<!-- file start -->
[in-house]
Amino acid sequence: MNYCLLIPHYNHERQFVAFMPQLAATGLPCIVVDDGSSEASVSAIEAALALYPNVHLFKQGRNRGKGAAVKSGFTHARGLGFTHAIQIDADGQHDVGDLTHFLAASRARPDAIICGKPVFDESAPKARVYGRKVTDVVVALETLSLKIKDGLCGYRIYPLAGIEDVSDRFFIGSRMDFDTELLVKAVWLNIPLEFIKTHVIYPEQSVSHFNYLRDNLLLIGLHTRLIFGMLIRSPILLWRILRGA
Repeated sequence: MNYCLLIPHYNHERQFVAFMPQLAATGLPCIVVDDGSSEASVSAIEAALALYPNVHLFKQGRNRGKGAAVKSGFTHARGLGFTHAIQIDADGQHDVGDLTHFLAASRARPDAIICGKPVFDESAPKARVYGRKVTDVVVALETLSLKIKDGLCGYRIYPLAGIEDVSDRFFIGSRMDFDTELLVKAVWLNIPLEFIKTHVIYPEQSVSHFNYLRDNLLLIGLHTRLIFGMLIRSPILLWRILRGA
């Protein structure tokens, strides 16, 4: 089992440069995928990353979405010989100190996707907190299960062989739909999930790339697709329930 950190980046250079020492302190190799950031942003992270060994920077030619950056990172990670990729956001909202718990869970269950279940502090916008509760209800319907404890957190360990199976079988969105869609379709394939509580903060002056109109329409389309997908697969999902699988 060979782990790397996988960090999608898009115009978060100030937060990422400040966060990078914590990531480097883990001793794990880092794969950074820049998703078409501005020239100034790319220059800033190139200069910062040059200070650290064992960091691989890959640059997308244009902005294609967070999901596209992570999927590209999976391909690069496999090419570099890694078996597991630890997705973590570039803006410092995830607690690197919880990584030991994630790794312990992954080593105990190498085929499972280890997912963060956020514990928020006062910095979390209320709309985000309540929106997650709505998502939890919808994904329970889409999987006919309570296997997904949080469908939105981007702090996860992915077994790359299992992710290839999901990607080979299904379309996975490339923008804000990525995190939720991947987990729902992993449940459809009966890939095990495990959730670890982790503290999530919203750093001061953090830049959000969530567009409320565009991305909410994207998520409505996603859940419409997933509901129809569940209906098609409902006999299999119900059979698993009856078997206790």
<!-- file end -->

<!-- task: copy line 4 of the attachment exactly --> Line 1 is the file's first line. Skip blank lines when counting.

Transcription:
């Protein structure tokens, strides 16, 4: 089992440069995928990353979405010989100190996707907190299960062989739909999930790339697709329930 950190980046250079020492302190190799950031942003992270060994920077030619950056990172990670990729956001909202718990869970269950279940502090916008509760209800319907404890957190360990199976079988969105869609379709394939509580903060002056109109329409389309997908697969999902699988 060979782990790397996988960090999608898009115009978060100030937060990422400040966060990078914590990531480097883990001793794990880092794969950074820049998703078409501005020239100034790319220059800033190139200069910062040059200070650290064992960091691989890959640059997308244009902005294609967070999901596209992570999927590209999976391909690069496999090419570099890694078996597991630890997705973590570039803006410092995830607690690197919880990584030991994630790794312990992954080593105990190498085929499972280890997912963060956020514990928020006062910095979390209320709309985000309540929106997650709505998502939890919808994904329970889409999987006919309570296997997904949080469908939105981007702090996860992915077994790359299992992710290839999901990607080979299904379309996975490339923008804000990525995190939720991947987990729902992993449940459809009966890939095990495990959730670890982790503290999530919203750093001061953090830049959000969530567009409320565009991305909410994207998520409505996603859940419409997933509901129809569940209906098609409902006999299999119900059979698993009856078997206790």